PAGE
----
Sport (The Art of Living Series)
Whether it’s conkers in the schoolyard, kicking a football in the park, or playing tennis on Wimbledon Centre Court, sport impacts all of our lives. But what is sport and why do we do it? Colin McGinn, renowned philosopher (and kiteboarder), reflects on our love of sport and explores the value it has for us and the part it plays in a life lived well. Written in the form of a memoir, McGinn discusses many of the sports he has engaged in – from pole-vaulting and gymnastics to windsurfing and tennis – and describes the athletic experience from the inside, as a participant, articulating what is uniquely valuable about sport as an activity. Sport, argues McGinn, takes us to our fullest potential as human beings, it’s what we fling at mortality to keep it at bay, a holiday from the Unbearable Heaviness of Being. “Sport” expresses our nature, it bears upon our self-realization. If a happy life consists in one that expresses fully our natural faculties, then sports must play an essential role in our lifes. Mind-body unity, the nature of practical knowledge and physical skill, success and failure, the ethics of competition, peak experiences, the spectacle of professional sport, aesthetics and death, McGinn discusses these and many other issues while telling of his own sporting mishaps and adventures. To use the vernacular of philosophy, “Sport” captures the phenomenology of sport – what it’s like to do it – and in doing so shows how sport is a way of expressing and understanding who and what we are, way beyond whether we are a good sportsman, a bad loser or a team-player. For anyone who has ever thought that there must be less humiliating ways to enjoy yourself than being thrashed on the tennis court, “Sport” will reassure you that it’s time not wasted.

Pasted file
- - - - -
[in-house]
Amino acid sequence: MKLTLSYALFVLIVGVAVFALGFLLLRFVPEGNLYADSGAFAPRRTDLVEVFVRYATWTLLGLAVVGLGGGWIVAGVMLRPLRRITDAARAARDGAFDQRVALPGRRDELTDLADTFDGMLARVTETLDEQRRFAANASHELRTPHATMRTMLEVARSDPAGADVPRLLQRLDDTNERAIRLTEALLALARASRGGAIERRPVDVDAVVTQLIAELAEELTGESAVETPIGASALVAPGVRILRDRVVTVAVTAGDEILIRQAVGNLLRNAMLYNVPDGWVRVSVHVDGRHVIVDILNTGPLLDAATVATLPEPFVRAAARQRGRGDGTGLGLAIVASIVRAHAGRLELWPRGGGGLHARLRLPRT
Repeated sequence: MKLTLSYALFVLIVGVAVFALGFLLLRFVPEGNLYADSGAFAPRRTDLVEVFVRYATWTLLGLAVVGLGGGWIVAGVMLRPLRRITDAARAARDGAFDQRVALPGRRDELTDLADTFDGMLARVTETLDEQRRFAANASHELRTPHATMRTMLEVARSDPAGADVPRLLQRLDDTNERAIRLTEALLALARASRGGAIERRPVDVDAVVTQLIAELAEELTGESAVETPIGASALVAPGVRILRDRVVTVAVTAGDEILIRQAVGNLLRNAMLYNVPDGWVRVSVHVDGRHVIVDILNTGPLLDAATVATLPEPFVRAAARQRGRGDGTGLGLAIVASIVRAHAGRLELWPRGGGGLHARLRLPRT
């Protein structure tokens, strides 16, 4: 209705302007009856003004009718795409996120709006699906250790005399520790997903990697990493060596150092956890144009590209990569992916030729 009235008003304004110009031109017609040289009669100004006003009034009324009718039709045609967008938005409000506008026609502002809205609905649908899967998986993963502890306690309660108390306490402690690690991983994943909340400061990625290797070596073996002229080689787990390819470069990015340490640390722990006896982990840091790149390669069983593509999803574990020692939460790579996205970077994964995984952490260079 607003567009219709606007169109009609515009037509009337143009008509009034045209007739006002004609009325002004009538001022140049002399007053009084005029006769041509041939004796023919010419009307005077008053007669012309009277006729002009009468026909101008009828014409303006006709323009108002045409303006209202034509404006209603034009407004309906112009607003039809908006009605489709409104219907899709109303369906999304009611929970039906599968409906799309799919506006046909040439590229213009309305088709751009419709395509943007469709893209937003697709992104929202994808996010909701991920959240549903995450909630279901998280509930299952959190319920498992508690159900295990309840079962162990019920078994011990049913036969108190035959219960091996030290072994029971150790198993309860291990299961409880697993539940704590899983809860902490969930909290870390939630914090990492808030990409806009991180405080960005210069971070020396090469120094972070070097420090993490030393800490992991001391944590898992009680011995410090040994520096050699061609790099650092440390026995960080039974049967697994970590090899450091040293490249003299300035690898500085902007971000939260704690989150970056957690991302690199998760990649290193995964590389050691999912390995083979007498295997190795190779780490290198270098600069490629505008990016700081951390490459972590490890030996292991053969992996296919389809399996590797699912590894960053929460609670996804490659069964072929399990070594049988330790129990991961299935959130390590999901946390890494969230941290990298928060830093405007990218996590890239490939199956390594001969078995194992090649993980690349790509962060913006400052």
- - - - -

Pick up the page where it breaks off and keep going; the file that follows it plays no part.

“In consistently engaging and occasionally inspiring prose, McGinn chronicles his dogged mastery of waves, wind and even the ‘shivering vortex of malefaction’ that used to be his tennis serve, and there emerge some refreshingly weighted philosophical observations.”